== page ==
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Office Nurse Description

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Office nurse is the catch-all term for a nurse who cares for outpatients in doctor’s offices, general and specialty clinics and emergency medical centers. Office nurses are usually registered nurses, most have a bachelor of science in nursing or similar education, and all are licensed to practice nursing in the state where they live. The duties of office nurses tend to be related to general patient care, versus the more specialized duties of many nurses in larger hospitals and surgery centers.

Education and Licensing

While about half of registered nurses entering the field in the 2012 hold a bachelor of science in nursing, some came into nursing with degrees in other fields and some just have an associate degree in nursing. Most office nurses do not undertake the additional specialized training required to work in a neonatal ward or a major hospital emergency room. All RNs, including office nurses, must pass the National Council Licensure Examination for Registered Nurses to become licensed in their state.

Patient Care

Office nurses perform a variety of patient care responsibilities. They typically prepare patients for examinations, including basic diagnostic interviewing. Office nurses also typically administer medications and vaccines, dress wounds or incisions and even assist with minor surgery. In addition, office nurses offer advice on prescription medications and home health care to both patients and family after an exam or minor procedure.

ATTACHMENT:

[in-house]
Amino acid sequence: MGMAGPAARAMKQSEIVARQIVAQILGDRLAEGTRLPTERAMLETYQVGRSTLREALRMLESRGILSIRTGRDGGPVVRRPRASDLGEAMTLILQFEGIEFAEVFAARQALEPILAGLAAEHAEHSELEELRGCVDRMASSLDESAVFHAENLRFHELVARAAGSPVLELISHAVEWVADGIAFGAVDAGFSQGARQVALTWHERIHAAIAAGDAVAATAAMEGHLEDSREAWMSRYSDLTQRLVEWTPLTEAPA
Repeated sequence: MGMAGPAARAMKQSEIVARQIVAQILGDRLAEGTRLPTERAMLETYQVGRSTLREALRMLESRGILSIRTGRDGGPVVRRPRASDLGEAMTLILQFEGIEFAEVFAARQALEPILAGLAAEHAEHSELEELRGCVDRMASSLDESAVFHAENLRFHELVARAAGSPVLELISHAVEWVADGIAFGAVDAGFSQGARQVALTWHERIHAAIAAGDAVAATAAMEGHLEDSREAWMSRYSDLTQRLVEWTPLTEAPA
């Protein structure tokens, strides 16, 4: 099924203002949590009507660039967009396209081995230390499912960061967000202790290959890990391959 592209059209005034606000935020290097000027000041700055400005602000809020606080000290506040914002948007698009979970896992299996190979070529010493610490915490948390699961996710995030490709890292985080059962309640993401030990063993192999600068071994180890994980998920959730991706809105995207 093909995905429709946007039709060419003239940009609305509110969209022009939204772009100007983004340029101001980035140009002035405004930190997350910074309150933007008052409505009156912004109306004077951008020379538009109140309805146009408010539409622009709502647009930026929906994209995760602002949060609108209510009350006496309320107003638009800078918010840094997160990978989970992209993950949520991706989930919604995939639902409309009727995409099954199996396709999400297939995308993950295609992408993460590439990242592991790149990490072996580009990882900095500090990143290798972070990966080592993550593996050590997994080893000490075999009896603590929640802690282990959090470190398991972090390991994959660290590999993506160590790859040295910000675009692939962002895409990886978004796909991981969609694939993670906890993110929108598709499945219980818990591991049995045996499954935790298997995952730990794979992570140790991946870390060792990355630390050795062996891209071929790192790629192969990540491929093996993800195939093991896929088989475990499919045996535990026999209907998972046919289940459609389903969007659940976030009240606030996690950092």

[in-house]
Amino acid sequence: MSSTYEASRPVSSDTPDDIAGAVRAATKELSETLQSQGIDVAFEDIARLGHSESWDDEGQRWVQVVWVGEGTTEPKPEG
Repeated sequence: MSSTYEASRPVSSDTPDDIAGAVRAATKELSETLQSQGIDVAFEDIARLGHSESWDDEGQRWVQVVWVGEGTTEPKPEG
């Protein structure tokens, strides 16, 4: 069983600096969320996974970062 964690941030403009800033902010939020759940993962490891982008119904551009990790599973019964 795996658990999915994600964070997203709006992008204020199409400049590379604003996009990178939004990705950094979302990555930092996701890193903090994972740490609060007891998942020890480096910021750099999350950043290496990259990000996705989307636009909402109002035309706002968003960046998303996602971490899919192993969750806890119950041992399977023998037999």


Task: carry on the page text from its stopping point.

Routine Lab Work and Record Keeping

In some practices and clinics, nurses are also expected to take blood and tissue samples and assist with or even perform routine, automated lab tests. Office nurses frequently deliver the results of in-office tests to patients, and sometimes discuss the results with patients. Office nurses typically also have some administrative and record-keeping duties relating to patient vital statistics and screening results.

Employment Prospects

Given the aging of the baby boomer generation, the health care profession as a whole is expected to continue its rapid growth over the next couple of decades, and job prospects for RNs are excellent. The Bureau of Labor Statistics projects 26 percent employment growth for registered nurses from 2010 to 2020, and mentions doctor's offices and outpatient care centers as areas where RN job growth is expected to be much faster than the average 14 percent growth rate for all occupations.


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